All the while, we have been told that we are horrible wretches who deserve God’s wrath, punishment and hell because of our sins. And then, we have turned Jesus and the cross into a cosmic magic trick to take away these sins, these dark stains, these evil blemishes so that we will be saved from God’s wrath and escape the flames of hell.
But of course, I have a few questions about all of this.
What if this narrative has been wrong all along? What if our misunderstanding of Paul’s literary language led us to certain conclusions about sin that were just plain wrong? What if sin isn’t something that has to be cured or put into “remission” in order to save us from hell? What if sin is something else entirely? And what if an accurate understanding of it will help us understand what hell really is?
I don’t know about you, but I am eager to find out.
I have previously written about the original Greek word for sin, hamartia, and that it means to be without a share in, or to miss the mark, or to stray. As you have heard before, it is a Greek archery term that indicates “missing the mark.” It is a relational position. In fact, to go a bit deeper, the root words for hamartia are- a/ (not) and /meros (a part, share of), which I find absolutely fascinating.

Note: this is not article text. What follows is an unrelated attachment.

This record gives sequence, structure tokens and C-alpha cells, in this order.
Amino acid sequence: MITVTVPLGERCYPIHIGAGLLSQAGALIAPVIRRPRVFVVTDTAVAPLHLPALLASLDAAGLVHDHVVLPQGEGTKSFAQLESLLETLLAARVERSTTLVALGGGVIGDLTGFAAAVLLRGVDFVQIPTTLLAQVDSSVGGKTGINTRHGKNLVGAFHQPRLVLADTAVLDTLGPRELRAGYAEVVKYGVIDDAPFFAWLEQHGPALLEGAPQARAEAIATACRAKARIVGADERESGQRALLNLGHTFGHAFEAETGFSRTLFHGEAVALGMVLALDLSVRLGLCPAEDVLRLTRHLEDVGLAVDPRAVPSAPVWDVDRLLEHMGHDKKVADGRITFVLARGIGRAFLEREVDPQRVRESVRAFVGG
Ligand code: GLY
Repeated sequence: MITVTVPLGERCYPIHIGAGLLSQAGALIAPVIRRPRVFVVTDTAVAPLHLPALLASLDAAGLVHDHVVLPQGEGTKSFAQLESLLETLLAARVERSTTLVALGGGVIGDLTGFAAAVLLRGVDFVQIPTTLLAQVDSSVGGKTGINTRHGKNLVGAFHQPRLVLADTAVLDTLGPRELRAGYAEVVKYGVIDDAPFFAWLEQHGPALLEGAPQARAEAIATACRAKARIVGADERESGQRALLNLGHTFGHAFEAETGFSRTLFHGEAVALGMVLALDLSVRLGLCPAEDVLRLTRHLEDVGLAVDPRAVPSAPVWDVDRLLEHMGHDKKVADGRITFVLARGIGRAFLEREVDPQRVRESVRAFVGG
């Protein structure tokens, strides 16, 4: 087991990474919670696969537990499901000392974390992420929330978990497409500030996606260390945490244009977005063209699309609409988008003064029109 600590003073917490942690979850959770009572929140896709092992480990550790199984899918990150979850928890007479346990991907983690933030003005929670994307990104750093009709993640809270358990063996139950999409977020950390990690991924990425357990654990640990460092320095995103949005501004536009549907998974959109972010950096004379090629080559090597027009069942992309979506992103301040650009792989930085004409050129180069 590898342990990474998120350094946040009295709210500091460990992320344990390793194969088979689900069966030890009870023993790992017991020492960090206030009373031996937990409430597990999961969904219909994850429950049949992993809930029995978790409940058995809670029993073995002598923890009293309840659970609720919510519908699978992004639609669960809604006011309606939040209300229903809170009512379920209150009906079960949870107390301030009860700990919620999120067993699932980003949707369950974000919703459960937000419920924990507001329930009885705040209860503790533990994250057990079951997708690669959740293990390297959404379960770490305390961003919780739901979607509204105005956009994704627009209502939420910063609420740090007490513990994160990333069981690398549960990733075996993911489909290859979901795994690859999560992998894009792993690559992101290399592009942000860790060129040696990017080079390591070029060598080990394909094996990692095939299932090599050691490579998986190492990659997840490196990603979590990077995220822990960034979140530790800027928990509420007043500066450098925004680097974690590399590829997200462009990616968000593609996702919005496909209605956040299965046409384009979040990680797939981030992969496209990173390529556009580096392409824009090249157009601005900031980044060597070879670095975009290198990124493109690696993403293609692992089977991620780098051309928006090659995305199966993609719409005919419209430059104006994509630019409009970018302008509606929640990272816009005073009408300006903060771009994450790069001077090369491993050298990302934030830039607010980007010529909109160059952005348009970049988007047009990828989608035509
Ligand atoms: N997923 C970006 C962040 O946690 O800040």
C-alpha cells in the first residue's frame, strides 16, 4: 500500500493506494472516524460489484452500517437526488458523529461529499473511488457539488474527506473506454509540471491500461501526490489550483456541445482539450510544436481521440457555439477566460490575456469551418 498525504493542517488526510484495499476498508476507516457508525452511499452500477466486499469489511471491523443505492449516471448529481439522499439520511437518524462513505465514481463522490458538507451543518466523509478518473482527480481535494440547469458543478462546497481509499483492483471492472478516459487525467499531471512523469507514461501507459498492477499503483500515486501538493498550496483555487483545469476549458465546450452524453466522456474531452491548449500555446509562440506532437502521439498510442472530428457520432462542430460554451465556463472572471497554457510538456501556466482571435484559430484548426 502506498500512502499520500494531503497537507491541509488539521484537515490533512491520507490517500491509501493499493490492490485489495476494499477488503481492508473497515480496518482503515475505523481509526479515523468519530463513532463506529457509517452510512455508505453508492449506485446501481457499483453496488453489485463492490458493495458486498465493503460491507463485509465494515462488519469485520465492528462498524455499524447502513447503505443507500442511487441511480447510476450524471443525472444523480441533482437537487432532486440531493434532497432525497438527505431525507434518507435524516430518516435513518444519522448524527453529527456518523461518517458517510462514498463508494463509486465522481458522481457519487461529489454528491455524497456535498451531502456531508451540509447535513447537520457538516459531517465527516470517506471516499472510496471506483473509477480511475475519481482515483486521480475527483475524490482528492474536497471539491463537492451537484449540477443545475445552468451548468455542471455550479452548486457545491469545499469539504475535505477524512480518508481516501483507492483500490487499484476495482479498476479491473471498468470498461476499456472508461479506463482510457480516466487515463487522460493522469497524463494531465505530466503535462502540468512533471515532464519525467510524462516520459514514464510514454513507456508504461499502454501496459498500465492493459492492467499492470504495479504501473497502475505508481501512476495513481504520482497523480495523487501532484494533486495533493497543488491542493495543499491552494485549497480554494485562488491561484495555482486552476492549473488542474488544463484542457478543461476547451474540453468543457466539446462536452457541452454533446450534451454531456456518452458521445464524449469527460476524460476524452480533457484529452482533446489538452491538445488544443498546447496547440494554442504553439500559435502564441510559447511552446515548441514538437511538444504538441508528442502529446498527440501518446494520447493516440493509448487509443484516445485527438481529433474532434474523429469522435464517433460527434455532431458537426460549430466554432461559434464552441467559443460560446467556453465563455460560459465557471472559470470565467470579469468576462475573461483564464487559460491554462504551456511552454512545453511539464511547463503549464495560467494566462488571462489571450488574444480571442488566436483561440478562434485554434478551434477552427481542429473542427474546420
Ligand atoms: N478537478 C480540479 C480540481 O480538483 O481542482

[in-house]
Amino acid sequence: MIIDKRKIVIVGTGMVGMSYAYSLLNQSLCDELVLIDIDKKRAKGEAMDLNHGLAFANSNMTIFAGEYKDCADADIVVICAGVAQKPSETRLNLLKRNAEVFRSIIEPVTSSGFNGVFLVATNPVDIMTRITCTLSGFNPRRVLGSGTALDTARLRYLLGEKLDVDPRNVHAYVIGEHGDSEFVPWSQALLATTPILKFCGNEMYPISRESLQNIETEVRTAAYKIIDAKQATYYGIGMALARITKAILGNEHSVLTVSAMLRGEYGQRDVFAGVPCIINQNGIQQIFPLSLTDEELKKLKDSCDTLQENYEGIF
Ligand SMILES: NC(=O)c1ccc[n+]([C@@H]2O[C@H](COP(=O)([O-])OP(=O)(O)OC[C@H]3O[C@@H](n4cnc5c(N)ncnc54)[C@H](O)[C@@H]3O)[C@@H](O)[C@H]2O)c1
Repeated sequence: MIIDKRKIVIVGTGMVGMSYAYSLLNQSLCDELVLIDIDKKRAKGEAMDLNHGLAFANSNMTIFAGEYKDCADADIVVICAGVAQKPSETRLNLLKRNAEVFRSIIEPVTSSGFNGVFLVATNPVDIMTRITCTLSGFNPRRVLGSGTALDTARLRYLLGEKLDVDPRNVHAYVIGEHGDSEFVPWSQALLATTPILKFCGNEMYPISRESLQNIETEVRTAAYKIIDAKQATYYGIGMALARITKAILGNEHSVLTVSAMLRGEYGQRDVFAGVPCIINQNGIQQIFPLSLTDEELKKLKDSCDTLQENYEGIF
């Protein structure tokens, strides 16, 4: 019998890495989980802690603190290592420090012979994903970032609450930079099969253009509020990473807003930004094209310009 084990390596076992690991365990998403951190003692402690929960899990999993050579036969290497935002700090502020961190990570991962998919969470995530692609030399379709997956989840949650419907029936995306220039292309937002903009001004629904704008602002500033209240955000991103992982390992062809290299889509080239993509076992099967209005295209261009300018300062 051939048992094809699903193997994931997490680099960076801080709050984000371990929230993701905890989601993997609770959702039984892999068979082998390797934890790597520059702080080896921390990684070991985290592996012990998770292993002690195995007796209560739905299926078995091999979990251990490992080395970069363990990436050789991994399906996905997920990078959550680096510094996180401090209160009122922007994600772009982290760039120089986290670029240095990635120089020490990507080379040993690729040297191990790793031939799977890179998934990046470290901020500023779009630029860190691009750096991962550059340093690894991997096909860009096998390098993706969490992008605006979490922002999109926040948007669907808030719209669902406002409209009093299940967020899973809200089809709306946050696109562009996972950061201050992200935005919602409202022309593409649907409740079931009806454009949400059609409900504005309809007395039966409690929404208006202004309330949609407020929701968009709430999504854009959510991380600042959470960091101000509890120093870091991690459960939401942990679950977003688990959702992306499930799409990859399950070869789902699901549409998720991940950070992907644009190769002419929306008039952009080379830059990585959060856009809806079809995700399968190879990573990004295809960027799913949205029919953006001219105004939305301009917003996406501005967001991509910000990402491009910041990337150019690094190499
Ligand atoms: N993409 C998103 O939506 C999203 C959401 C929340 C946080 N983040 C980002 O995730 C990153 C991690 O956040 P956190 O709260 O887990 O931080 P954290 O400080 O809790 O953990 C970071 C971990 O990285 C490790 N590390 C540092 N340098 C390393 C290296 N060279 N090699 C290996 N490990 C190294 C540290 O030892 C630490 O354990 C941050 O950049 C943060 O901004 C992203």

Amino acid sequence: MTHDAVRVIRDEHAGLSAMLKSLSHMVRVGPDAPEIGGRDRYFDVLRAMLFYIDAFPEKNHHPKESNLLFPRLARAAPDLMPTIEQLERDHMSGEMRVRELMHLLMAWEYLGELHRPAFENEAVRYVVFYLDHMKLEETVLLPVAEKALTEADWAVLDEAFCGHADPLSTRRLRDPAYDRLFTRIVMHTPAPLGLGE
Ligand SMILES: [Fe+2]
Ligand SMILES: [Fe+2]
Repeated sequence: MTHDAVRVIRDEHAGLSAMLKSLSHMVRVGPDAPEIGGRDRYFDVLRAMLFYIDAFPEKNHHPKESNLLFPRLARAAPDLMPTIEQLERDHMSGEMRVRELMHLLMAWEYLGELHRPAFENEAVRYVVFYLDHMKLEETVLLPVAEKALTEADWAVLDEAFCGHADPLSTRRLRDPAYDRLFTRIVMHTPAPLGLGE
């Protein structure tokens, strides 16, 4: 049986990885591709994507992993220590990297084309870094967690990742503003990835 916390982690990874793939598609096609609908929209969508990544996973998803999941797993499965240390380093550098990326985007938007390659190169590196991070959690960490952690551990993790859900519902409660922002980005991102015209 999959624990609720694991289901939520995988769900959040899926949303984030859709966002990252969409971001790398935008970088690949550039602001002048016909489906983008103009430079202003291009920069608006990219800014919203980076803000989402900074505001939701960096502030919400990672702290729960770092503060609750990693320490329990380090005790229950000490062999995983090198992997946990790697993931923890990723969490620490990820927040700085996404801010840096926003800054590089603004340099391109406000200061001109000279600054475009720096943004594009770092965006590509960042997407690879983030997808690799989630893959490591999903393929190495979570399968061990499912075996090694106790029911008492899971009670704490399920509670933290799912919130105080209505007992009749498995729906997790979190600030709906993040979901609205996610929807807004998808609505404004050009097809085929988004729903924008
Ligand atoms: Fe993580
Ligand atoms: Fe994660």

The word hamartia indicates that in our relational disunion with God, we are not taking part in our part or share of this abundance.
That is the definition of sin.
And it sounds a whole lot different than everything we’ve been told.
When we live out of our relational disunion with that which is life and love, namely God, our lives begin to look less than life and love. And that is truly what sin is. It is living out of disunion with God.
Sin is not a thing. Nor is it an entity that infects us. It is a position of disunion out of which we begin to live our lives. And our sins are simply an outflow of this broken relationship. So when you hear a line like, “For the wages of sin is death,” it is not talking about an entity that infects us and causes us to die. Rather, it is the price we pay for living in disunion from the one who gives life.
So it shouldn’t be a surprise that God’s intention for us has never been about sending us to heaven or hell because of our “sins.”
God’s intention has always been welcoming us back into a relationship, into union. It has always been about reconciliation, or bringing each of us back together with God in wholeness (shalom). It has always been about God offering us life in an abundant relationship and longing for us to enjoy our portion of this abundance.
You don’t believe me? Let’s look at a few parables and stories of Jesus. Because what you will discover is absolutely, positively mind-blowing. And I promise you have never looked at sin, the cross or the idea of hell from this perspective.
Brandon Andress of Columbus is a former local church leader, a Christian book author, a current iTunes podcast speaker and a contributor to the online Outside the Walls blog. His latest book is “Beauty in the Wreckage: Finding Peace in the Age of Outrage.” He can be reached at his website, brandonandress.com.